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University’s student-run captive creates next-gen talent pool

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SOUTHAMPTON, Bermuda — Initiatives such as the student-run Butler University captive insurer could serve as a model to engage millennials and help solve the insurance industry’s looming talent crisis.

Nearly 400,000 positions will be open by 2020 as baby boomers retire from the insurance industry, creating a “talent cliff,” which is why such projects are critical, George Leite, head of business development at Aon Insurance Managers (Bermuda) Ltd., said Monday at the Bermuda Captive Conference in Southampton, Bermuda.

“It was completely driven by millennials,” he said of the Butler University captive, which is domiciled in Bermuda and managed by Aon.

MJ Student-Run Insurance Co. Ltd. insures “weird” university risks such as its dog mascot Trip and its bomb-sniffing dog Marcus for its police department, said Derek DeKoning, student CEO of the captive and a risk management and insurance and management information systems double major at Butler University in Indianapolis.

“This was done because it can be very expensive to replace a mascot, but more importantly because of the public relations that it created for us,” he said, adding that the students are exploring an endorsement that would not only provide coverage if its bomb-sniffing dog died in the line of duty, but also allow them to donate a bomb-sniffing dog to a police organization. “It’s just basically trying to come up with new and creative things that we can involve students in that will help them get more real-world experience.”

The captive also covers the first $150,000 worth of university fine arts and marine risks, including the oldest and largest telescope in Indiana, which had been previously valued at $1 million under the university’s insurance policy but has an actual value of $2.5 million, he said.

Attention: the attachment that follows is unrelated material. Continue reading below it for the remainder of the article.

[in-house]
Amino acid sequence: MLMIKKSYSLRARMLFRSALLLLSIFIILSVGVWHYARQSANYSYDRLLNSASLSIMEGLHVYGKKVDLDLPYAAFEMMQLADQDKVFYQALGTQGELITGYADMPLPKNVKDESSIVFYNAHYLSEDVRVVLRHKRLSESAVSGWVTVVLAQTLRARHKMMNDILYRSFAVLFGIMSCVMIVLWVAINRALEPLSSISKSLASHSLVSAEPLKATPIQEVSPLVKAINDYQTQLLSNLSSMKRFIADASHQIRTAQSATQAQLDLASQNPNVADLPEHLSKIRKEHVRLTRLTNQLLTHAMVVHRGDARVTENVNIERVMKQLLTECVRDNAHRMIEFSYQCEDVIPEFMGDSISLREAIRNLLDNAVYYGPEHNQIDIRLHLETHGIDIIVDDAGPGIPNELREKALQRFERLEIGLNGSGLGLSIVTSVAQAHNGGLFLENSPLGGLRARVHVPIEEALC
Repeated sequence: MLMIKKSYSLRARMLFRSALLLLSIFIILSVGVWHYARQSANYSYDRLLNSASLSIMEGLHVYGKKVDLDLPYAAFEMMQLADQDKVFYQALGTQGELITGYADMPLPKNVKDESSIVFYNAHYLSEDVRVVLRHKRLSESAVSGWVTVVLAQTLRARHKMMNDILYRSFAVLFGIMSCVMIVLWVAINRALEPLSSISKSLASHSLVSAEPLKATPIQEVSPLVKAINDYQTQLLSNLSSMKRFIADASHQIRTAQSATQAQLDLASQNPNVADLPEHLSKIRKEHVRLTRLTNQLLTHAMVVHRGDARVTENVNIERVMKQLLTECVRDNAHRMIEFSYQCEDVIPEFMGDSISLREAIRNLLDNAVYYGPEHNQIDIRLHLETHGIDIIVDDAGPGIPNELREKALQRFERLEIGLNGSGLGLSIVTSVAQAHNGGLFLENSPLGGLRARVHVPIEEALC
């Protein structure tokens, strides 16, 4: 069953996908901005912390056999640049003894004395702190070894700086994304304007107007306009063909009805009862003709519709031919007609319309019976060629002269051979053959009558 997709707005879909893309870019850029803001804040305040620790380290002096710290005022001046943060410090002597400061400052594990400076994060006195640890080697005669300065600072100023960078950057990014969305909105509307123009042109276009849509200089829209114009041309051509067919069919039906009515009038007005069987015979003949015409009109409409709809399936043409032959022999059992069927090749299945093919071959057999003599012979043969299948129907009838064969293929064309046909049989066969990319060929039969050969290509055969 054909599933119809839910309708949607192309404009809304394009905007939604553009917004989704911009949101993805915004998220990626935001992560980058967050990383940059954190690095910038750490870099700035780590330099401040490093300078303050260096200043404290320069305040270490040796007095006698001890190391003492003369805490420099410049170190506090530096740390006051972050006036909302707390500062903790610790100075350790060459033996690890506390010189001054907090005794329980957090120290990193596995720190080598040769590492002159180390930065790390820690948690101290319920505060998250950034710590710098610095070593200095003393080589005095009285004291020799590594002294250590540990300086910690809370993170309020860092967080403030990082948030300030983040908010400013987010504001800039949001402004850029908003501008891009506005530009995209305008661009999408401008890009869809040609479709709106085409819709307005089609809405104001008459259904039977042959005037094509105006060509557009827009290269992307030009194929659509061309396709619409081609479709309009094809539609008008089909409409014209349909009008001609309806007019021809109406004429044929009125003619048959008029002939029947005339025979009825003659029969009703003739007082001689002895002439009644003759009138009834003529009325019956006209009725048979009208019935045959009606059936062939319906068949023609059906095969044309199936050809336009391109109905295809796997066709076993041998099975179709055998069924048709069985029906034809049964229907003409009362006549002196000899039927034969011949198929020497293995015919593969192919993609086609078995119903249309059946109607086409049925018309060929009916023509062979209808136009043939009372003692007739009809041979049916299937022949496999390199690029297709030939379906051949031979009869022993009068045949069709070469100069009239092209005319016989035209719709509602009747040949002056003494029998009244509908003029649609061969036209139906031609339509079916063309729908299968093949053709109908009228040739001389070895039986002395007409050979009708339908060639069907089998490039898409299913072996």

The students chose Bermuda as a domicile after conducting an extensive feasibility study, which got off to a positive start when Bermuda was one of only two domiciles responding to the students’ initial inquiries, Mr. DeKoning said.

The regulators’ response to the students’ inquiry demonstrated two strengths of Bermuda as a domicile: collaboration and responsiveness, said Jeremy Cox, CEO of the Bermuda Monetary Authority.

“It was wonderful that students could reach out and see that directly,” he said. “That’s the next generation.”

By running the captive, the students are learning about all aspects of risk management, including rate-making, underwriting, reinsurance and loss control, Mr. DeKoning said. For example, in a loss control effort driven by their research, a leaky drain that threatened that expensive telescope is being fixed, he said.

“Butler University students can replace two to four of your baby boomers who are retiring,” Mr. DeKoning said. “We are working not just to build students and graduates, but professionals.”

“I think one of the things we learned is that it takes a dedicated staff that is prepared to take on this whole process,” Mr. DeKoning said when asked about lessons learned in setting up a student-run captive. “It takes a dedicated staff and an administration that is willing to take these kinds of risks. We have over $250,000 of capital. The university is putting a lot of stock in students to manage both that capital and these risks, and that’s not something you can typically find at some larger institutions where these risks are too large or too public to allow students to have a major hand in that. It’s a blend of the administration being open to a project like this and the right staff of professors in place to see it through and make it happen.”

The biggest issue Mr. DeKoning said he sees in engaging not just millennials but others is a lack of knowledge about what the insurance industry does and how it functions.

“There’s not even a perception to be had, because there is not even knowledge that this industry exists,” he said.